A $2.6 million gift from Lynde Uihlein will support a new Center for Water Policy at the University of Wisconsin-Milwaukee, university officials announced Jan. 19. The gift will fund an endowed chair and director for the planned center, which will be part of the new graduate-level School of Freshwater Sciences. Recruitment for the endowed chair and center director will begin this spring, concurrent with the review and approval of the new center.

The center will bring “a multidisciplinary approach, objective analysis, and novel solutions to emerging issues.” It will engage a broad range of individuals from water law and policy, economics, science and engineering, along with outside institutions and scholars.

“In creating this endowment I hope to contribute to the protection of the world’s freshwater resources,” Uihlein said in a press release. “My purpose is to foster an interdependent approach that will bridge the gaps between science, technology, business, and the public good. By focusing on policy, the center will bring to bear effective strategies that protect, conserve, and restore our precious fresh waters.”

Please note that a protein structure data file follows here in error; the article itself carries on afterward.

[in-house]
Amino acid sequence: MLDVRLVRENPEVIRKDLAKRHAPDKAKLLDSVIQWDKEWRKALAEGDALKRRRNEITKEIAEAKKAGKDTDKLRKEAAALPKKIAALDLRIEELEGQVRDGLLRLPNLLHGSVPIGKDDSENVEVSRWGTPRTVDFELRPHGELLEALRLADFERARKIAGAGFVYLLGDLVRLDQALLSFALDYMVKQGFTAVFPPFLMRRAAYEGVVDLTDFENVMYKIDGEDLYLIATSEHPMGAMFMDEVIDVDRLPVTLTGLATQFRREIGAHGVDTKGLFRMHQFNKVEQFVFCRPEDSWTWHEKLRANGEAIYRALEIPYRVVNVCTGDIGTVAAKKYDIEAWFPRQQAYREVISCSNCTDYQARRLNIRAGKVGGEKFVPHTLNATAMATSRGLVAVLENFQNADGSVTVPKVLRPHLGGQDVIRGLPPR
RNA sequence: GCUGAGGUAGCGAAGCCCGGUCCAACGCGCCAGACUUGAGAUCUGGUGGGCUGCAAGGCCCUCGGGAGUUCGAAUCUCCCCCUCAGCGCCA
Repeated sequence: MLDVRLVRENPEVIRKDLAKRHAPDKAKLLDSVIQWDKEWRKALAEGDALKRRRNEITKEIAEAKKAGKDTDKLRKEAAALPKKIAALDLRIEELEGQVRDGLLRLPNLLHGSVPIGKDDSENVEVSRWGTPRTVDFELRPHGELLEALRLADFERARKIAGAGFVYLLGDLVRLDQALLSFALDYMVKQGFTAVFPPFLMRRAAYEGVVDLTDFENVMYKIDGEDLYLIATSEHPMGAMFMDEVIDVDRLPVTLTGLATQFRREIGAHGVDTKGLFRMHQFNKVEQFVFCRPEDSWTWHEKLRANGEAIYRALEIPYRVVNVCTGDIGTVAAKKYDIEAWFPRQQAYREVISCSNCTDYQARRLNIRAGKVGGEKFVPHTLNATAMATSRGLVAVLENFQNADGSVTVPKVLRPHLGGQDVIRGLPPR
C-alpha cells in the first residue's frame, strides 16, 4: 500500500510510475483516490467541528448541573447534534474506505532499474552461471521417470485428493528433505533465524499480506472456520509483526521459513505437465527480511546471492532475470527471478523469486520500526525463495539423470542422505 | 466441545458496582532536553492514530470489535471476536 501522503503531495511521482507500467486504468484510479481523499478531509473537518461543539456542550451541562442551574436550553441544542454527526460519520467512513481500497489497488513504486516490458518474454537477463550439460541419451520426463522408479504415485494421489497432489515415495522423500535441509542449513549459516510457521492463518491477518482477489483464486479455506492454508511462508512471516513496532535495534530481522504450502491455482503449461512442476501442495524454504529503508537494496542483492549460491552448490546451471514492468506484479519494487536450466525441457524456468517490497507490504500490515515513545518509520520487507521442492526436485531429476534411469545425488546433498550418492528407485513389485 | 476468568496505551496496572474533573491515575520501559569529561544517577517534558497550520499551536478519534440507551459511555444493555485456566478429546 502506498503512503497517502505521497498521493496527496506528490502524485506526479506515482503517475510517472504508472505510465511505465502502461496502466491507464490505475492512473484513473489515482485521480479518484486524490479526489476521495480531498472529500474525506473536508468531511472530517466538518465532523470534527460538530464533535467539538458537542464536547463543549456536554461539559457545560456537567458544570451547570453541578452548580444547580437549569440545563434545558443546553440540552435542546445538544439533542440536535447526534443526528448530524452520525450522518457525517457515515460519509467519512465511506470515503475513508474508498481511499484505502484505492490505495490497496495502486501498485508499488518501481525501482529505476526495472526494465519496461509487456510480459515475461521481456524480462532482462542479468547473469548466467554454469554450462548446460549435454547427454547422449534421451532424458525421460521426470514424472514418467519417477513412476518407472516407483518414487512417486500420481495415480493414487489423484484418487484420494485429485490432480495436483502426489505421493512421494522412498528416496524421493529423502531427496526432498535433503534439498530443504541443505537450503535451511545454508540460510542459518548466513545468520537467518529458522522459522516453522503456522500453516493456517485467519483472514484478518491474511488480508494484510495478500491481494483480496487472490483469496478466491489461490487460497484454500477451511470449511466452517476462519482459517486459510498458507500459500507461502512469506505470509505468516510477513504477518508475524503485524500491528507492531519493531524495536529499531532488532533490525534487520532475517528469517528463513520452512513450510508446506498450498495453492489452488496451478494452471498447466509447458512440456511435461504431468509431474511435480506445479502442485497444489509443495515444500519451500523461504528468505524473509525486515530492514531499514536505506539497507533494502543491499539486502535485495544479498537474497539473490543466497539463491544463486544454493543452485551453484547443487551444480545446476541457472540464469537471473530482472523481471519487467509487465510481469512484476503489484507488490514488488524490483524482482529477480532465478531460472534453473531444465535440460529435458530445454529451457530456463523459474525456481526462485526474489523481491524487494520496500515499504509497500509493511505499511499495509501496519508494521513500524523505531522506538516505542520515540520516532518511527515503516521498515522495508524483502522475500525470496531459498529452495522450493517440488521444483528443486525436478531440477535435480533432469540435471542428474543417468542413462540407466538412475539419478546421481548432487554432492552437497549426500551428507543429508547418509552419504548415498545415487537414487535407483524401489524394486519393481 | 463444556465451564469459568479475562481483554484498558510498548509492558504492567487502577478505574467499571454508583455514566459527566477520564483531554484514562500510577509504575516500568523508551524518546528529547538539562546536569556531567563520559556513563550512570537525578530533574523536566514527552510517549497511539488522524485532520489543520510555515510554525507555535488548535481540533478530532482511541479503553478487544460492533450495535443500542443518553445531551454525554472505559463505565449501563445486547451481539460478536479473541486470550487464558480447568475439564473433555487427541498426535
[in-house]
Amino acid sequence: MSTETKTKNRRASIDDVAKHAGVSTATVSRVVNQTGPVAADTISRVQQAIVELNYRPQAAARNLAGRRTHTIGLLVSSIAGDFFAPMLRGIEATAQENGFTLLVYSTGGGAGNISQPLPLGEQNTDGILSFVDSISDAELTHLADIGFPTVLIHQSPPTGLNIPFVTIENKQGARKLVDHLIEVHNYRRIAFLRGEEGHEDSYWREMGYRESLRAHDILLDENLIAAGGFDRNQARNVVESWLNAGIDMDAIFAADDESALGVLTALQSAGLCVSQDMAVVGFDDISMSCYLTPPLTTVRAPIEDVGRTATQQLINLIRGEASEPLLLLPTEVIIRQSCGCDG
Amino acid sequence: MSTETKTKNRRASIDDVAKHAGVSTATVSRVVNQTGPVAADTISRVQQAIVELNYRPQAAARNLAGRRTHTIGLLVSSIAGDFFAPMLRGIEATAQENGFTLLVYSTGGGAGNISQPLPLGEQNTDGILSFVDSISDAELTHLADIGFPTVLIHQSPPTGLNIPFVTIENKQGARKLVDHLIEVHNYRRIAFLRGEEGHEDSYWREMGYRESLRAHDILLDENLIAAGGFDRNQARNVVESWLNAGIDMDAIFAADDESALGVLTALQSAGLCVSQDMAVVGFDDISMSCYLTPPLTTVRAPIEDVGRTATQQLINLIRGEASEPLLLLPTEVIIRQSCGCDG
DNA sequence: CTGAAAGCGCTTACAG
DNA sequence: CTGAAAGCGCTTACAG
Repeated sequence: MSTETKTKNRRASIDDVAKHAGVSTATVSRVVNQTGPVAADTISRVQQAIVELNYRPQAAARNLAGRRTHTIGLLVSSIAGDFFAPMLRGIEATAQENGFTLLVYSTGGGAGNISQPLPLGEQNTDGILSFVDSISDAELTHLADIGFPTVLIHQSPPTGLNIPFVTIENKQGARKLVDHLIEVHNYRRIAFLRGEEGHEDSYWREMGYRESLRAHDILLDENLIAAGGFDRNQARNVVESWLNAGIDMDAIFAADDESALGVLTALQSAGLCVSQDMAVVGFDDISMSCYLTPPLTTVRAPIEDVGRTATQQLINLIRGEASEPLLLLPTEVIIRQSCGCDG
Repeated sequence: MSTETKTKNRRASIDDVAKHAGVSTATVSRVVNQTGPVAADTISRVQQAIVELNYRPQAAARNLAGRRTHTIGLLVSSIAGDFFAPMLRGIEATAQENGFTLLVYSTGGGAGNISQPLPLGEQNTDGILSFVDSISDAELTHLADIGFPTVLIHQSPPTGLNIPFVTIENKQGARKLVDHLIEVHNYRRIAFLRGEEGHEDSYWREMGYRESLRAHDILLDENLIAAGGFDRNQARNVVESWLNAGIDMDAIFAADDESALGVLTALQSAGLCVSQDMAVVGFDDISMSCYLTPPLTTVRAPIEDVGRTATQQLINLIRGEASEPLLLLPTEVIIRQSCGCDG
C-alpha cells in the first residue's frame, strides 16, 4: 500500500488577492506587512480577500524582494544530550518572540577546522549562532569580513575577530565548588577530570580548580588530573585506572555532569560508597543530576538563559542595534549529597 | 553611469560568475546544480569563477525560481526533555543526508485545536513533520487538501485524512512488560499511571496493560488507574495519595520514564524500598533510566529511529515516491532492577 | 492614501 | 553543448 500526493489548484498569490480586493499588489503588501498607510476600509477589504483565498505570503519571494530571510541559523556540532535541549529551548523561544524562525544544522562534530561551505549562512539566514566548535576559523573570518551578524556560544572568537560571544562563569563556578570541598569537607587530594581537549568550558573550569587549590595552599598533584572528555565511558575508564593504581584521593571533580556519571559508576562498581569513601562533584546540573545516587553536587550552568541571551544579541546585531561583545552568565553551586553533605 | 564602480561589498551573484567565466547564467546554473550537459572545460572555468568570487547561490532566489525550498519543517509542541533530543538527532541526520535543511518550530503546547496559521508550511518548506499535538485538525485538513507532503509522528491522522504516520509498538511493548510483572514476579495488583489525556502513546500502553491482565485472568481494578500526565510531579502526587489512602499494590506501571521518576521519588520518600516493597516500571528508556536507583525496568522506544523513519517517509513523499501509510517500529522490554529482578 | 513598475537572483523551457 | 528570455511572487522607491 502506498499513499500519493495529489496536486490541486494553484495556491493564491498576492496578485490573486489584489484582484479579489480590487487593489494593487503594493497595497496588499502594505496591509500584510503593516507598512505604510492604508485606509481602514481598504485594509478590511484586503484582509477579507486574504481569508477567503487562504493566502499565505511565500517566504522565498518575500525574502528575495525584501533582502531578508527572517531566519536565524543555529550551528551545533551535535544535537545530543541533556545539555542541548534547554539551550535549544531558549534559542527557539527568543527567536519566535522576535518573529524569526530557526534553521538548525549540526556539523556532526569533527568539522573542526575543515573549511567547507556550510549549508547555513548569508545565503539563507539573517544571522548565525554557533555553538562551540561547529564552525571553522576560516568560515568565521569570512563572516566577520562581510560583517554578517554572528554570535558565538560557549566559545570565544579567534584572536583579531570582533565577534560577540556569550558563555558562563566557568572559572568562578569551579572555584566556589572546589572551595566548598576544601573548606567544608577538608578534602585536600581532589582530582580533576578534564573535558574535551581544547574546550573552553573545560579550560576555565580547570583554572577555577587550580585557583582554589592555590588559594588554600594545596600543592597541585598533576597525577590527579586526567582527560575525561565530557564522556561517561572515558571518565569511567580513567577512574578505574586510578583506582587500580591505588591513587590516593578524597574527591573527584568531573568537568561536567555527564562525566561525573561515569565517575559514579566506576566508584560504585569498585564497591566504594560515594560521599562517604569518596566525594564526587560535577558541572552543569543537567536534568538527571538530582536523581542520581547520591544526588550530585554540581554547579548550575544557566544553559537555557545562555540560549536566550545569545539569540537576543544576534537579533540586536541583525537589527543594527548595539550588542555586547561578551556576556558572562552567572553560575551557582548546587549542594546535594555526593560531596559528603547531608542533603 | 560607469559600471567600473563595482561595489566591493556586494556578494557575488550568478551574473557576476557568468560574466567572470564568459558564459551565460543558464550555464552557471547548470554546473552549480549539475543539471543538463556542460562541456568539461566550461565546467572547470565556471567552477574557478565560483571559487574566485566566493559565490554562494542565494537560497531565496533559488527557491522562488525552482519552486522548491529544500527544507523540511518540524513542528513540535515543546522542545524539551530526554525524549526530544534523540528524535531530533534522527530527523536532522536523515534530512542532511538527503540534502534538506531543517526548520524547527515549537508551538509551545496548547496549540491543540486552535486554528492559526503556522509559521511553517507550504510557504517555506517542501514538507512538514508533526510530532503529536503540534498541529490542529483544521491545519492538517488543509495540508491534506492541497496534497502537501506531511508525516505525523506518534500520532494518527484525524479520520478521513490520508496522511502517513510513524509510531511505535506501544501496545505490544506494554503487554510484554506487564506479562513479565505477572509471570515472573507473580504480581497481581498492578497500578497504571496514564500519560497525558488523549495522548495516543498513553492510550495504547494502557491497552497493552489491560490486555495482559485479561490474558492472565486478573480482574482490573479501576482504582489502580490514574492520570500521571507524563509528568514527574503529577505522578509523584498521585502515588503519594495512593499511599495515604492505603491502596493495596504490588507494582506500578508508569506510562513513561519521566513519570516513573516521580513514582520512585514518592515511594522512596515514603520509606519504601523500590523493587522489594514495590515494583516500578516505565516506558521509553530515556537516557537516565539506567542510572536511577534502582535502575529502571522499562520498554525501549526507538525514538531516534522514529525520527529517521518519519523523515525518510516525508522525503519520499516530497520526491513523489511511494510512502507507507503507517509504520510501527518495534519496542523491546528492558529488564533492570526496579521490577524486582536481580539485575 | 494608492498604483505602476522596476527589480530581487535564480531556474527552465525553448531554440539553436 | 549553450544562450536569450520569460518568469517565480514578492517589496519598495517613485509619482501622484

School Board Forum Feb. 8 at Library

January 30, 2011

Bay View Compass and District 8 Parents host a candidate forum in advance of the school board primary election Tuesday, Feb. 8 from 6 to 7:45pm at the Bay View Library, 2566 S. Kinnickinnic Ave. Michael Timm will moderate and the audience is invited to bring questions.

All three candidates have been invited. Ed Heinzelman, Meagan Holman, and Candy Jo Lesniewski are vying for the open District 8 school board seat being vacated by Terry Falk, who will oppose Susan Schmidt and write-in candidate Ken Kraucanas for the school board’s at-large position. The primary election is Tuesday, Feb. 15. These three candidates will then be whittled down to two, who will compete in the April 5 general election.